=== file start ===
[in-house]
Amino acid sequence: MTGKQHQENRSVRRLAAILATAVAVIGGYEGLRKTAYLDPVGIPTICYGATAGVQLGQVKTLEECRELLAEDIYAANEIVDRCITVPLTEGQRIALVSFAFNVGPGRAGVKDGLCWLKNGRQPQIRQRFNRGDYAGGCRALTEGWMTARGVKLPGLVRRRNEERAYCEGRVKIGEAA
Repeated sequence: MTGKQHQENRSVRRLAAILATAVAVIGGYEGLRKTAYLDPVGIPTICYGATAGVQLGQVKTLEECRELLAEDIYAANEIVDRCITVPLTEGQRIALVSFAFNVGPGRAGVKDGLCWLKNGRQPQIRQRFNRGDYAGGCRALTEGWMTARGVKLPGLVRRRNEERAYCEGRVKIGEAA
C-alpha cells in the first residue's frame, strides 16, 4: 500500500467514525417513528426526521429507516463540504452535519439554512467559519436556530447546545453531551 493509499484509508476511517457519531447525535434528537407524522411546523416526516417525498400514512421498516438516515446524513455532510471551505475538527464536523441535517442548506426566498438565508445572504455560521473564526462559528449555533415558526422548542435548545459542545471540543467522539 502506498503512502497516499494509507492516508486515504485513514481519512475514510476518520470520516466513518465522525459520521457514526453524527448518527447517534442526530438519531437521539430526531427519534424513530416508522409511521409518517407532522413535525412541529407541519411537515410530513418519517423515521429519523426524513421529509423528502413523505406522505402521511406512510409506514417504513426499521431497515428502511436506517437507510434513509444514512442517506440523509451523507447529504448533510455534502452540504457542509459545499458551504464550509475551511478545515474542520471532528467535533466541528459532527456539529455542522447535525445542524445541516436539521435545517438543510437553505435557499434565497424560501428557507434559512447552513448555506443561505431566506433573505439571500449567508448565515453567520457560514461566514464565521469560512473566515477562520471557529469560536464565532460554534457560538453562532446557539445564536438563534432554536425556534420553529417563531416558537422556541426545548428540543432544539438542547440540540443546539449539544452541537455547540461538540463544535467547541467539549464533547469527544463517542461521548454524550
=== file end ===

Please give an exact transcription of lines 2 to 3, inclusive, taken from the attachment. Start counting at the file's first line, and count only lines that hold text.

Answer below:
Amino acid sequence: MTGKQHQENRSVRRLAAILATAVAVIGGYEGLRKTAYLDPVGIPTICYGATAGVQLGQVKTLEECRELLAEDIYAANEIVDRCITVPLTEGQRIALVSFAFNVGPGRAGVKDGLCWLKNGRQPQIRQRFNRGDYAGGCRALTEGWMTARGVKLPGLVRRRNEERAYCEGRVKIGEAA
Repeated sequence: MTGKQHQENRSVRRLAAILATAVAVIGGYEGLRKTAYLDPVGIPTICYGATAGVQLGQVKTLEECRELLAEDIYAANEIVDRCITVPLTEGQRIALVSFAFNVGPGRAGVKDGLCWLKNGRQPQIRQRFNRGDYAGGCRALTEGWMTARGVKLPGLVRRRNEERAYCEGRVKIGEAA